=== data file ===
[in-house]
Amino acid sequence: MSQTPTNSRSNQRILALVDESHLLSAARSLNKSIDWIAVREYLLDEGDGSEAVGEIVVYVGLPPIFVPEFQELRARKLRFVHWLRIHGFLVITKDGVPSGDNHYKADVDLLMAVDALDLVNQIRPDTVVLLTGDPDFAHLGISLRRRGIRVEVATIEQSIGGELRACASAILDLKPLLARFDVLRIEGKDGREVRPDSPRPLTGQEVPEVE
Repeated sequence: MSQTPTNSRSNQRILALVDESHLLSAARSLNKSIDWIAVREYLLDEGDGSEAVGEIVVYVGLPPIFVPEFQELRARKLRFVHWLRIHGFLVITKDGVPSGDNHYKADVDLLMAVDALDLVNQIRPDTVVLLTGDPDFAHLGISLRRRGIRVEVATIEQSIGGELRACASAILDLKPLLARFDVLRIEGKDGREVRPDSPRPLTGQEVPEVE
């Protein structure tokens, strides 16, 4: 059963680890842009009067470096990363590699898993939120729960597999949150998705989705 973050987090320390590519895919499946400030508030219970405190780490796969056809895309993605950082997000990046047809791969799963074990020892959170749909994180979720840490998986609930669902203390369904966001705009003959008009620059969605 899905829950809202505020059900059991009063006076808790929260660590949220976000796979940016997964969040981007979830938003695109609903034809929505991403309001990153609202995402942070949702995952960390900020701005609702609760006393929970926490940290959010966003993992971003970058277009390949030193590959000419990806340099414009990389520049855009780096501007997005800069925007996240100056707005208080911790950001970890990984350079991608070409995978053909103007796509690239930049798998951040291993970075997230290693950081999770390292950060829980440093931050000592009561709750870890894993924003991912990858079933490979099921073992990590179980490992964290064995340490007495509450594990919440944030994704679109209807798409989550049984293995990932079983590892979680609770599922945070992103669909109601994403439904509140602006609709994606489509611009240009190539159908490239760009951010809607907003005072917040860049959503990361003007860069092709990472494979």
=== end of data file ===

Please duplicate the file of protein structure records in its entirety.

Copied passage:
[in-house]
Amino acid sequence: MSQTPTNSRSNQRILALVDESHLLSAARSLNKSIDWIAVREYLLDEGDGSEAVGEIVVYVGLPPIFVPEFQELRARKLRFVHWLRIHGFLVITKDGVPSGDNHYKADVDLLMAVDALDLVNQIRPDTVVLLTGDPDFAHLGISLRRRGIRVEVATIEQSIGGELRACASAILDLKPLLARFDVLRIEGKDGREVRPDSPRPLTGQEVPEVE
Repeated sequence: MSQTPTNSRSNQRILALVDESHLLSAARSLNKSIDWIAVREYLLDEGDGSEAVGEIVVYVGLPPIFVPEFQELRARKLRFVHWLRIHGFLVITKDGVPSGDNHYKADVDLLMAVDALDLVNQIRPDTVVLLTGDPDFAHLGISLRRRGIRVEVATIEQSIGGELRACASAILDLKPLLARFDVLRIEGKDGREVRPDSPRPLTGQEVPEVE
């Protein structure tokens, strides 16, 4: 059963680890842009009067470096990363590699898993939120729960597999949150998705989705 973050987090320390590519895919499946400030508030219970405190780490796969056809895309993605950082997000990046047809791969799963074990020892959170749909994180979720840490998986609930669902203390369904966001705009003959008009620059969605 899905829950809202505020059900059991009063006076808790929260660590949220976000796979940016997964969040981007979830938003695109609903034809929505991403309001990153609202995402942070949702995952960390900020701005609702609760006393929970926490940290959010966003993992971003970058277009390949030193590959000419990806340099414009990389520049855009780096501007997005800069925007996240100056707005208080911790950001970890990984350079991608070409995978053909103007796509690239930049798998951040291993970075997230290693950081999770390292950060829980440093931050000592009561709750870890894993924003991912990858079933490979099921073992990590179980490992964290064995340490007495509450594990919440944030994704679109209807798409989550049984293995990932079983590892979680609770599922945070992103669909109601994403439904509140602006609709994606489509611009240009190539159908490239760009951010809607907003005072917040860049959503990361003007860069092709990472494979």